Eminem – An Interview

Below are some selected quotes from Eminem’s interview with Rolling Stone (Issue 118, November 25, 2010).  I believe that Eminem’s story is one that in some way, we can relate to.  Read to see what I mean…

(There is adult content below.)

What’s been the highlight so far?

The shows with Jay-Z.  Just being on-stage in front of that many people, being able to command the crowd but not having to fall back on old crutches like drugs and drinking.  You do get nervous – anybody who says they don’t is lying.  But hitting that stage now, I want to feel those nerves.  To look out and actually see girls crying and shit, it’s overwhelming.  But not like it used to be, where I felt like I needed to [mimes drinking from bottle].

Your music also seems more serious now.

Around the tail end of [2004’s] Encore, the songs started getting really goofy…that’s when the wheels were coming off.  Everyday I had a pocketful of pills, and I would go to the studio and goof off…I was sitting in the car listening to these older songs of mine, trying to figure out, “Why doesn’t the new stuff hit me like it used to?”  That’s when I started to get away from the funny shit and do songs that had some emotion and aggression to them again.

When did you first get into drugs?

It didn’t really start until my career took off.  I was probably in my early 20s before I even kicked back my first beer.  But the bigger the shows got, the bigger the after-parties; drugs were always around.  In the beginning it was recreational.  I could come off tour and be able to shut it off.  I’d spend time with the kids, and I’d be OK.

It probably started to become a problem around the 8 Mile movie.  We were doing 16 hours on the set, and you you had a certain window where you had to sleep.  One day somebody gave me an Ambien, and it knocked me the fuck out.  I was like, “I need this all the time.”  So I got a prescription.  After four or five months, your tolerance starts building.  You start breaking off another piece of the pill that’s supposed to be for tomorrow.  Then, when I got off probation for my felonies [in 2003], and I didn’t have to drop urine anymore, the reins came off.  On the Anger Management 3 tour [n 2005], I was fucked up every night.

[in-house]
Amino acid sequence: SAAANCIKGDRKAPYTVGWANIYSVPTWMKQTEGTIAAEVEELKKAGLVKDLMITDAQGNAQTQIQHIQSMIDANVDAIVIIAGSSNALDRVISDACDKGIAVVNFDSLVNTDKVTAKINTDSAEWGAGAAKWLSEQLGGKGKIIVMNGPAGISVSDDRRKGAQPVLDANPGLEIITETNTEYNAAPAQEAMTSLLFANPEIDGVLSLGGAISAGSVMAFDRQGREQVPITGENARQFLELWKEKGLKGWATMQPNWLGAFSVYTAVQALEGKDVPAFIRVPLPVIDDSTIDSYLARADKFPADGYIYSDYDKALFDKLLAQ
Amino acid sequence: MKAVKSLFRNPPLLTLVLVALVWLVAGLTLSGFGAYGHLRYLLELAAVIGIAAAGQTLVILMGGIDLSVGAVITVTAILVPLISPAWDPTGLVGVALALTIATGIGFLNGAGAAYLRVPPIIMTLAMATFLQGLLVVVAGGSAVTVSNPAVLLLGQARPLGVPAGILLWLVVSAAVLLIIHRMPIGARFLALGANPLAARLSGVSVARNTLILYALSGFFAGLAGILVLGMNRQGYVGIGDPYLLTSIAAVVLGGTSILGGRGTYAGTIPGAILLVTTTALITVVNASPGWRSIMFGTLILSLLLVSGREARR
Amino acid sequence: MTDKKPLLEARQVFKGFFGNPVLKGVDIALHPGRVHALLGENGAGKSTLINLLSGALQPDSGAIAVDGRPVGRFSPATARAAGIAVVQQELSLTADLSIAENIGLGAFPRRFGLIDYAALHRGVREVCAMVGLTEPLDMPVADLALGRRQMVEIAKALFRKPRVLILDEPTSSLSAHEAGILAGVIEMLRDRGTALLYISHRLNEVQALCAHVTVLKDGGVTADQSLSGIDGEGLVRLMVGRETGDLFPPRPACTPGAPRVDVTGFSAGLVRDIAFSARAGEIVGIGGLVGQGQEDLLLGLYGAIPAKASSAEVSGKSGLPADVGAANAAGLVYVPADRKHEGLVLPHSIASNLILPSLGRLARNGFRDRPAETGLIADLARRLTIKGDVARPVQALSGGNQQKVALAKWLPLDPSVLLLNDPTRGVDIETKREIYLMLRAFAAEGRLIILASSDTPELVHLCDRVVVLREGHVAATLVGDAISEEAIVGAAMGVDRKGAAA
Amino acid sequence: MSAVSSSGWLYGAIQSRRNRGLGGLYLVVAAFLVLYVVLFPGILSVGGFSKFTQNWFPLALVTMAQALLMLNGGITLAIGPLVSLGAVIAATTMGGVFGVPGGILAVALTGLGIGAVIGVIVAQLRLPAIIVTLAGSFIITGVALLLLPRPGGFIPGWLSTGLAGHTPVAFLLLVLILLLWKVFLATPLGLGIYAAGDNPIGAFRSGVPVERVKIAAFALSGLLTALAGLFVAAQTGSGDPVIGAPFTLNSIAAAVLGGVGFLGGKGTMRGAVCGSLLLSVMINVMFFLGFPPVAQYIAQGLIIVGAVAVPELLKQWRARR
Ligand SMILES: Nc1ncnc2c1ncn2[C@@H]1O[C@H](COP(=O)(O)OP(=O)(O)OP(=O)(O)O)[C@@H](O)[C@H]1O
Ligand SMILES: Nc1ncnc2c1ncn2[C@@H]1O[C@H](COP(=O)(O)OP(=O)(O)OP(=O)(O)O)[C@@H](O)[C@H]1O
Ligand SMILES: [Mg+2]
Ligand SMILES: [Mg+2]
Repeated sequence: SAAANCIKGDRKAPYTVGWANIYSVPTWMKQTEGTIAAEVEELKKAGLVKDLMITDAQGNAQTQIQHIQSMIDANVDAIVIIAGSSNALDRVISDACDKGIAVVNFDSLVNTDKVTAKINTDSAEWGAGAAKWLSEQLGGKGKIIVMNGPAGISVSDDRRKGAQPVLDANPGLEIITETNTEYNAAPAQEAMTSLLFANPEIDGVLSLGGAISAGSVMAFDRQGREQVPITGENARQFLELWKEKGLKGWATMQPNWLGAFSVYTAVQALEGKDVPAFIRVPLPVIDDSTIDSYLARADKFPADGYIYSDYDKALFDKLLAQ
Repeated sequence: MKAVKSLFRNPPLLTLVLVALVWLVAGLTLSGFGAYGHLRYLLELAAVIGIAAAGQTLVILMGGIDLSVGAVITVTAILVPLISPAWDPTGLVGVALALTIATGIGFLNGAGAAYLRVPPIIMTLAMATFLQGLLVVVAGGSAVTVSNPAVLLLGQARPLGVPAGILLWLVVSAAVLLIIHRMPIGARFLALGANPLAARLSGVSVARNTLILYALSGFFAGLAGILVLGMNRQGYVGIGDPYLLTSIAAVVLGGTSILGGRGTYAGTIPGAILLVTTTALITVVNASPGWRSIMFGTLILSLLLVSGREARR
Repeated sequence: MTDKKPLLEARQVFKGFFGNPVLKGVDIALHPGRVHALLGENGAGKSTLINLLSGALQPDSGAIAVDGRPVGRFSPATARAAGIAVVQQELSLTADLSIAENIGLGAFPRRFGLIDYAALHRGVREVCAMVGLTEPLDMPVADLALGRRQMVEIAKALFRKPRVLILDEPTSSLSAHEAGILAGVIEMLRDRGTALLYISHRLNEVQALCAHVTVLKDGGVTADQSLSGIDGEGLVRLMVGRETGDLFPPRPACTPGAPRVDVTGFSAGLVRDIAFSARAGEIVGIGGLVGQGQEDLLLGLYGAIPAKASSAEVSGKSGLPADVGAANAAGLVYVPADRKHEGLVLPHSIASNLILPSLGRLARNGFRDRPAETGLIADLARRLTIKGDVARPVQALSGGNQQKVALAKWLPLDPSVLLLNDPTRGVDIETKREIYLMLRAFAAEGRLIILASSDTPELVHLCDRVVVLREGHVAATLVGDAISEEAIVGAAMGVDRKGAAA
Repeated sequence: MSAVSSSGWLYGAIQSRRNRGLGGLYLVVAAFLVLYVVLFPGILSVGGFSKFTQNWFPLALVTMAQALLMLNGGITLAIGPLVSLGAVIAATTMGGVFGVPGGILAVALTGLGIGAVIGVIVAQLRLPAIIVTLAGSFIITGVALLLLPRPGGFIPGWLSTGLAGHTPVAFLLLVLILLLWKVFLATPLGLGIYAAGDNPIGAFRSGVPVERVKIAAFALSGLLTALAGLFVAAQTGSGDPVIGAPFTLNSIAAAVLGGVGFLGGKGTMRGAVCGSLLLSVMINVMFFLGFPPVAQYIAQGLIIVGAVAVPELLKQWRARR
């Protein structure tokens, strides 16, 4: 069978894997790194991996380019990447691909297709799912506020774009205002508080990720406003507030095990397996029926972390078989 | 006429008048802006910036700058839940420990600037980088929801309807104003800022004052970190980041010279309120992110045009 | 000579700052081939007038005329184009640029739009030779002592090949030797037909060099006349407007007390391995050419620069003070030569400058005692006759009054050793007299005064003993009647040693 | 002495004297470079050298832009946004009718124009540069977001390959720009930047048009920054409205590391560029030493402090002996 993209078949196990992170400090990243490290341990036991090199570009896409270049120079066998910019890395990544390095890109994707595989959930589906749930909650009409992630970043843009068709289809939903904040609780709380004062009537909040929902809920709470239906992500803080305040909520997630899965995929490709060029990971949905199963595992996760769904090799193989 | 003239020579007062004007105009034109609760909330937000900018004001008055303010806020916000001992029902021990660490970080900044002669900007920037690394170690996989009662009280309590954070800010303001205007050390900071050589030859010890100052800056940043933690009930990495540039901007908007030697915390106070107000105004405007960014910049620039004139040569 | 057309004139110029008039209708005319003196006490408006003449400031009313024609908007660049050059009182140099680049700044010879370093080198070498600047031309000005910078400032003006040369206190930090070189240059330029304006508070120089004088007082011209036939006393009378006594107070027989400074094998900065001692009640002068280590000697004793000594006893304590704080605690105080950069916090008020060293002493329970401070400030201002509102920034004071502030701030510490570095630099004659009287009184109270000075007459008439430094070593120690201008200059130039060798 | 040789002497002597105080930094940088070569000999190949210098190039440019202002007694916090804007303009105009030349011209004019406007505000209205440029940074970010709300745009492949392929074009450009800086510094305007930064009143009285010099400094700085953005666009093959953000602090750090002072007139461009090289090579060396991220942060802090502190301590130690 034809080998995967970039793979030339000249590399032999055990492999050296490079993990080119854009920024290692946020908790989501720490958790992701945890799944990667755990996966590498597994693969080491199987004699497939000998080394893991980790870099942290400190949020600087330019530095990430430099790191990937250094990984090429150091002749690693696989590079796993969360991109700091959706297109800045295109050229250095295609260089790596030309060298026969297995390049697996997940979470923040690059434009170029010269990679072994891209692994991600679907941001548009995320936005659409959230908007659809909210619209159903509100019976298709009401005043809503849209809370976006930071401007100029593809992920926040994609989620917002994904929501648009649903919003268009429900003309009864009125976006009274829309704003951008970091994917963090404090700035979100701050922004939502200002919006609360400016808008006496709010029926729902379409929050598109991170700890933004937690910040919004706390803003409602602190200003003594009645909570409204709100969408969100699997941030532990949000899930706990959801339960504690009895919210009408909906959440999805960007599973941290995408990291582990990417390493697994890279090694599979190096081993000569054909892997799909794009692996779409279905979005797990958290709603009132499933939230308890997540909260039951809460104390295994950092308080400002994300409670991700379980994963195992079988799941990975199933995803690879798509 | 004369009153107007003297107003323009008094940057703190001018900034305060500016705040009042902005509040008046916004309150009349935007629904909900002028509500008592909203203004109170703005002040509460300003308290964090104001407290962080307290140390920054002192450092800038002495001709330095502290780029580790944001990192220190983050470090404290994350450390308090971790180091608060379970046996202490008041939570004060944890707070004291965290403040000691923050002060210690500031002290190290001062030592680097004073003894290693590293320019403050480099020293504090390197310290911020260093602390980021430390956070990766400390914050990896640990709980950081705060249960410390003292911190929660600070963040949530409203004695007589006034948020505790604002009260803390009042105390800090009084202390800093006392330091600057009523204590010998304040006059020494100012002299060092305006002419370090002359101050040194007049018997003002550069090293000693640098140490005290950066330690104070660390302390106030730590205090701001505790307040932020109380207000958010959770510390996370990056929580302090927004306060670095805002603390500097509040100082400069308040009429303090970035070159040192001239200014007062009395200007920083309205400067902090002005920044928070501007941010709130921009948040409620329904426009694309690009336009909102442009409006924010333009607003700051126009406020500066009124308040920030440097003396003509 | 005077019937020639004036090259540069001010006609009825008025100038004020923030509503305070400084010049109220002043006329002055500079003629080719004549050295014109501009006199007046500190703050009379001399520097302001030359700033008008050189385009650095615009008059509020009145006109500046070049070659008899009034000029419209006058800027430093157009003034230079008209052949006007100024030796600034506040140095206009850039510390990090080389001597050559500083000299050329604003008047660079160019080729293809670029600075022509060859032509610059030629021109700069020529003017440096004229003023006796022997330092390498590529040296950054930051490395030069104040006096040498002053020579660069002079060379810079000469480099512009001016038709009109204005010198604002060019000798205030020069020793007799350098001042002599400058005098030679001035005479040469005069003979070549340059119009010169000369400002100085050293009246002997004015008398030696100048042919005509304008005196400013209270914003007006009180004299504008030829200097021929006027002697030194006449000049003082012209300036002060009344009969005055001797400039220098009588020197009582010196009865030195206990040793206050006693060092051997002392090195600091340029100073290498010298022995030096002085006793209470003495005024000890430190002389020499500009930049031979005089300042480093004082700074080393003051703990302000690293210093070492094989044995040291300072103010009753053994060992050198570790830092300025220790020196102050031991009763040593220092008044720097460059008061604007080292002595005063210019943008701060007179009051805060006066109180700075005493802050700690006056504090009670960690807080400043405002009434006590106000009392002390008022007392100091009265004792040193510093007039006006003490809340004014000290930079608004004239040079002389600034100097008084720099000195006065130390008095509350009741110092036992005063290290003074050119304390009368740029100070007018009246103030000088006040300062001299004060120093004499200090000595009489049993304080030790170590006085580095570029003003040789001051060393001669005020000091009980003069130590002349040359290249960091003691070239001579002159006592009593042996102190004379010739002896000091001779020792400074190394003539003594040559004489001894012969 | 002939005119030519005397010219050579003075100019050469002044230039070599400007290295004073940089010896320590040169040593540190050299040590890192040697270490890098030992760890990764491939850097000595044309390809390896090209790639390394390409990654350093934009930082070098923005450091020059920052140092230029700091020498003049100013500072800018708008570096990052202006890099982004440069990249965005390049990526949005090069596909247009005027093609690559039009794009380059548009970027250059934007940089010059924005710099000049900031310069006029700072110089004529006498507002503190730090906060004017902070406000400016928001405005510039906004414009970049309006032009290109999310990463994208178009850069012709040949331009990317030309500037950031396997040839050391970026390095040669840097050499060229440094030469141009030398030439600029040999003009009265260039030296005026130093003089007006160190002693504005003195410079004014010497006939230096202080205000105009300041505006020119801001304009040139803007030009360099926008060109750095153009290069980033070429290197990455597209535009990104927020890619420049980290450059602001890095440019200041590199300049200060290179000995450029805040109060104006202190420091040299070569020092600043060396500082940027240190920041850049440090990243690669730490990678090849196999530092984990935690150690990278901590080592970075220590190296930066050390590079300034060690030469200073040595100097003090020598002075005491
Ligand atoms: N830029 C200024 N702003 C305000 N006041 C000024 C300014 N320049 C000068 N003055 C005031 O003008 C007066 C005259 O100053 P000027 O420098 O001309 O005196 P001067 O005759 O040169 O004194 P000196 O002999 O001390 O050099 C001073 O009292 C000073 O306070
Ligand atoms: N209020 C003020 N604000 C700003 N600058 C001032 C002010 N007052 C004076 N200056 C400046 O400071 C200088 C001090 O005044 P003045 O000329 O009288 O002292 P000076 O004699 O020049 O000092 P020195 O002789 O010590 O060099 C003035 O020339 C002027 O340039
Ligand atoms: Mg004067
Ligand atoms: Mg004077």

How bad did it get?

I was taking so many pills that I wasn’t even taking them to get high anymore.  I was taking them to feel normal.  Not that I didn’t get high.  I just had to take a ridiculous amount.  I want to say in a day I could consume anywhere from 40 to 60 Valium.  And Vicodin…maybe 20, 30?  I don’t know.  I was taking a lot of shit.

My everyday regimen would be, wake up in the morning and take an extra-strength Vicodin.  I could never take more than one and a half, because it tore up my stomach lining.  So I’d take the one and a half, and it’d kind of be Vicodin throughout the day.  Then, as the evening crept up, around 5:00 or 6:00, I’d start with a Valium or two, or three or four.  And every hour on the hour, I’d pop four or five more.  the Ambien would put me over the top to go to sleep.

Toward the end, I don’t think the shit ever put me to sleep for more than two hours.  It’s very similar to what I’ve read about Michael [Jackson].  I don’t know exactly what he was doing, but I read that he kept getting up in the middle of the night, asking for more.  That’s what I was doing – two, three times a night, I would get up and take more.